6 Tips for Writing Poetry

Connie Martinez Poetry, Tips, Writing

Ever wanted to try your hand at writing poetry but didn’t know where to start? Some people like to think that when it comes to writing, you either have it or you don’t. But I believe otherwise! Everyone is capable of writing a poem, short story, or any other type of writing. Here are a few tips what worked for me and hopefully they will help you get started.

1. Writing every day while good, is not a requirement.

There will always be times when you have to force yourself to write. I’ve discovered however that forced writing is rarely good writing. In my high school freshman English class, my teacher had all of the students write a poem on anything we wanted, but it had to be in a poetic form like a sonnet or haiku. At the time, I had just started getting into poetry and I had no structure – my poems were all free verse and I absolutely dreaded writing the assigned poem. In the end, it wasn’t horrible. It was witty, rhymed and fairly entertaining, but the process was stressful. Point being: don’t strain yourself or force creativity. If you want to build the habit of writing every day, go for it! But if you miss a day, don’t beat yourself up about it.


2. Be open to vulnerability.

Personal writing can be a bit scary. Being open about your feelings can be strange at first and you might fear judgement but that is the cool thing about it. And for me, that’s the beauty of poetry. You are allowing others to see you bare and everything you write is raw and “you.” Cherish your ability to be open.

3. Always write down ideas.

Anytime I get an idea for a poem, I write it down the first chance I get. I literally write down anything whether it be a word, a phrase or one-liners that I could possibly use in the future. I used to have little pieces of papers in my purse and my mom would often pull out papers from my clothes’ pockets before washing them. Until more recently, I bought myself a little notebook and I carry everywhere just in case I get spontaneously creative.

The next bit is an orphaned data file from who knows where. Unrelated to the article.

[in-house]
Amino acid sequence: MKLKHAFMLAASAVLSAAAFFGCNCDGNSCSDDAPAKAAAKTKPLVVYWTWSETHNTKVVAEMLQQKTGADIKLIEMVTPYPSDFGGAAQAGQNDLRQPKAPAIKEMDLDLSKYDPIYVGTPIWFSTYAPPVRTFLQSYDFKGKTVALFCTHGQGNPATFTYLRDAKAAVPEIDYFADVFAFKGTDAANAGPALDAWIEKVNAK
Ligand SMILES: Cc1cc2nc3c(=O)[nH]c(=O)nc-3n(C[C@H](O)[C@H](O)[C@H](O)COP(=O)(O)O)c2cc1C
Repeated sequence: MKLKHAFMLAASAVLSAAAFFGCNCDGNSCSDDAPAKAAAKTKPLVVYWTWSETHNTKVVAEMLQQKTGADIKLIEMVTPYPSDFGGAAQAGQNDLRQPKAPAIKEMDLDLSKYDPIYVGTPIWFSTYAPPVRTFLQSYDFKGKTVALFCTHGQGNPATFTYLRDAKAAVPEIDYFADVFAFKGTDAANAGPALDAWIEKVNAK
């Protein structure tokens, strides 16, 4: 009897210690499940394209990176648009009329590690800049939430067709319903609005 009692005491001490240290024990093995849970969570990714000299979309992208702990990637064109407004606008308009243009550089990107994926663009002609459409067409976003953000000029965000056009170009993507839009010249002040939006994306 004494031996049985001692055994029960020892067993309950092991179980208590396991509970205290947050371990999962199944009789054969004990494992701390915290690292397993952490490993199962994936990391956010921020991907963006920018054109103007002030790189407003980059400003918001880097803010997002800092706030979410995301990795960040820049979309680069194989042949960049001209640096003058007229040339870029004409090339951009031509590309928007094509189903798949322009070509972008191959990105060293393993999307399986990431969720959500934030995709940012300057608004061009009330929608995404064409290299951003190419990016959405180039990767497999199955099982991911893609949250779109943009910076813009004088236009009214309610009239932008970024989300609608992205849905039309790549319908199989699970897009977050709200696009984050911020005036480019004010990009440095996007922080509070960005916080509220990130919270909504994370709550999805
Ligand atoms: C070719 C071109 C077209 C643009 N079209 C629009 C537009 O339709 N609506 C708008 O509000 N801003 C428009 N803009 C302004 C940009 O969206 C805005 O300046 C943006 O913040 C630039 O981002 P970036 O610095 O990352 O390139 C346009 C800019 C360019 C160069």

4. If you find yourself with writer’s block, write down anything.

Sometimes when ideas don’t come to me for a poem, I begin journaling about my day or something that has happened recently. Try this. It can be about anything. Even if ideas don’t come to you right away, it’s always refreshing to release anything that might have been held in.

By: Metropolitan Transportation Authority of the State of New York

5. Writing in a certain form is NOT essential.

I used to think that for a poem to be a poem, it had to be formal like a sonnet and it needed an iambic pentameter, with proper grammar/punctuation. Or that I had to rhyme all the time! But the amazing thing about writing poetry is that it doesn’t have to be this way. Every poet has their own style and form. So experiment and find your own.

6. Read other people’s work.

Always and everywhere, whether it’s a Pulitzer Prize winner or a New York Times Best Selling Author or someone’s blog, reading the poetry of others may help you with your own poetry. Their pieces may inspire you or teach you a new technique of writing. And even if it doesn’t, it’s always good to support fellow poets!

Need more tips? Check out Writing Forward.

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Connie Martinez

Connie Martinez

Consuelo Martinez, is a graduate of Pasadena’s John Muir High School, and just finished her freshman year at Pasadena City College. She is a first generation Mexican-American and also a first-generation college student. Within the past year and a half, she found her voice in writing, poetry and public speaking and essentially found who she was: a poet, writer, artist and feminist. Connie plans on a writing career and hopes to be an English teacher, as well as a role model for young Latinas who come from a background similar to hers.
Connie Martinez

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